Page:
He represents the whole world, Israel, but also the whole of humanity before God. And I think the New Testaments is quite clear,and most Christians in history; except some Calvinists, have said that Christ also died for everybody. So almost all Christians are Universalist about Christ's death in that it was sharing with the intention of redeeming or Christ's resurrection, also was the resurrection on behalf of all humanity. So he rises as our representative. And this is something that Paul develops in the New Testament, youu know, that in Christ, we rise because we share in his resurrection, is the resurrection of humanity. And in Him as we share in him by the Holy Spirit who joined him, we are raised, we are raised.

So all of this stuff is stuff that Christians are Universalist about. So what I'm saying is okay, In that case, what do we learn about the future of humanity, in the story of the cross and resurrection? We see, in the resurrection, that humanity, as a whole has been raised, and it's representative in Christ. And Christ's resurrection isn’t written small. It is the future of the world. It is the new creation, it is all things made new. So the new age has begun, because Christ has been raised. And because Christ has been raised, this is not just some quirky miracle.

Look what God can do, he can raise people from the dead, this is the future of humanity. So God has already redeemed all of humanity in Christ in the resurrection. So this when I say the gospel is Universalist, I mean, all of humanity is already redeemed in the resurrection of Jesus Christ.

Of course, we don't all share in that yet, in our experience. And in fact, none of us do. None of us share in that in its fullness yet, because we haven't been resurrected, right? But we will be, we will share in his resurrection, that will come. It's not a full reality for us yet, but it'll come; and already by the Holy Spirit, those who are, part of the church who've been joined to Christ, through baptism by the Holy Spirit, are starting to participate in the age to come and are experiencing signs of this in breaking future in the present. So there's a sense in which all humanity is already saved. And that is what is declared in the Gospel. So I say it's an evangelical universalism, and it grows out of the gospel. in another sense, of course, none of us experienced that fully, some of us not much at all. But the but the faith we have is that God has already shown the future and has already committed himself in Christ and in the working of the Holy Spirit, to bring about that future. And so in the New Testament, we see when Paul anticipates, you know, what is the future. Creation is, it is the future that whole thing will be headed up under Christ the reconciliation of all things through the cross, which is Colossians 1, which is already a present reality.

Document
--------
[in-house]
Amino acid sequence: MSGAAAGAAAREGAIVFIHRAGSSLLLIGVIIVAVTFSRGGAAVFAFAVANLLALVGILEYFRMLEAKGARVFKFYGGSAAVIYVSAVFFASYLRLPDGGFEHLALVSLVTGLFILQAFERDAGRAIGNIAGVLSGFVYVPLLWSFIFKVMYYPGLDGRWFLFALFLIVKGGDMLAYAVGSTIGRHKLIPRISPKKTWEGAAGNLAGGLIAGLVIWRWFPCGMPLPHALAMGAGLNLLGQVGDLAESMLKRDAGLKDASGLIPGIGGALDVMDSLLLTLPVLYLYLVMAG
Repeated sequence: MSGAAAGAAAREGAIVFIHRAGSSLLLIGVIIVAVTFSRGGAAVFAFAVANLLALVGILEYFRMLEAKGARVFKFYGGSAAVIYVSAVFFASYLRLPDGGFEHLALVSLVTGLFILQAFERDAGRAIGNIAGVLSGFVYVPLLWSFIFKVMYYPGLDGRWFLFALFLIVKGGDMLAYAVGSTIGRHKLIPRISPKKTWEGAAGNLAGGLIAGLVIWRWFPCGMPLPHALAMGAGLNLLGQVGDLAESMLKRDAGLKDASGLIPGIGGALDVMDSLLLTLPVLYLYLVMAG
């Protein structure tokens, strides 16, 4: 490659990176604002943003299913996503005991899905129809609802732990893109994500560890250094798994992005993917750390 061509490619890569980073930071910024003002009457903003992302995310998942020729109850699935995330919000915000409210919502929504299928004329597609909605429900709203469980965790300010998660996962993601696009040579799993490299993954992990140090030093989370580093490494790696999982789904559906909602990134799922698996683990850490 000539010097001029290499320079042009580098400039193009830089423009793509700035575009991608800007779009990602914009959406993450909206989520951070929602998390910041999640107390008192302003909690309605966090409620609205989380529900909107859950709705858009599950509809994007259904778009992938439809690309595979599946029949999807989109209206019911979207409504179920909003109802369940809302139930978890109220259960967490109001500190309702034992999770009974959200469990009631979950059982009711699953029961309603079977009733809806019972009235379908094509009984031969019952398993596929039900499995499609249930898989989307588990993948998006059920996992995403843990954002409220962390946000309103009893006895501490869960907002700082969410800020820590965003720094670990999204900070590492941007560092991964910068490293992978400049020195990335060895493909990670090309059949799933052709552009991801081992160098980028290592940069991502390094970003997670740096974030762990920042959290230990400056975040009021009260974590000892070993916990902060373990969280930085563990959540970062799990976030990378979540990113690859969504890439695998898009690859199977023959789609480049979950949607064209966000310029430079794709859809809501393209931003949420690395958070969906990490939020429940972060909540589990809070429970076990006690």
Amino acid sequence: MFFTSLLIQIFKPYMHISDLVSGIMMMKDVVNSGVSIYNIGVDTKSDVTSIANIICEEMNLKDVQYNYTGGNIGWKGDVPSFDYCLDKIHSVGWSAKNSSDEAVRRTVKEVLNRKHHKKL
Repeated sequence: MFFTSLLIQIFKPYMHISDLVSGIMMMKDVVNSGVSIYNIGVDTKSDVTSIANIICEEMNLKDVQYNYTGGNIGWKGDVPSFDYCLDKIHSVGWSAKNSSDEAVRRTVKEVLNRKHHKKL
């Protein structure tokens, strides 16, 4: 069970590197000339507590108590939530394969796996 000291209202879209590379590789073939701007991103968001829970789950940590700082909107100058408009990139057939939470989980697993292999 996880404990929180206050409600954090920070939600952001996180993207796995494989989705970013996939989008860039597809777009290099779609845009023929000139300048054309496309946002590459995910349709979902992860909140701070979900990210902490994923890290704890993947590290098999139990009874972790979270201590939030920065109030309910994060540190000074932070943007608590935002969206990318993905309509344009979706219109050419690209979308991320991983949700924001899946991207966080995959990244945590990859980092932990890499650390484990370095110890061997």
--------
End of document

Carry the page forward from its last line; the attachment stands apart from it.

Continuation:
If this is making any sense?

Seth It does.

Robin Okay. And it is God being All in all, which was a favorite verse of the early church Universalists because they were saying, look, if God is all in all, what does it mean for God to be all in any particular individual? If God is all in me, then all evil and all rebellion has to be eradicated, because if all the rebellion and sin in my heart hasn't been eradicated, God is not all in me.

But in the future, when God brings everything to a climax, God is going to be all in all, which means going to be everything in everyone.

Seth Right? And then eradicating evil and

Robin Eradicating all rebellion and evil.

So this comes back to the question…why do I think this is more of a gospel view than the alternative?

Okay, so let's think about three different views of hell, you've got hell as a torture chamber. And these are slightly caricatures. But hell is a torture chamber is like what we could call the traditional view, but it's not the traditional view. I mean, all these views go right back into the early church, but it's the one that's become the mainstream view, particularly in the West. So there's Hell is a torture chamber.

You've got hell as a sort of execution, electric chair, which is annihilation.

Then you've got hell as maybe some kind of nasty like chemotherapy, maybe. Whereby it's something that's unpleasant, but it's intended to bring about healing. So these are three different ways of thinking about hell.

Now, they've all got pros and cons, and all of them are analogies and need to be supplemented, and modify slightly. But, um, which one of these approaches is most gospel like?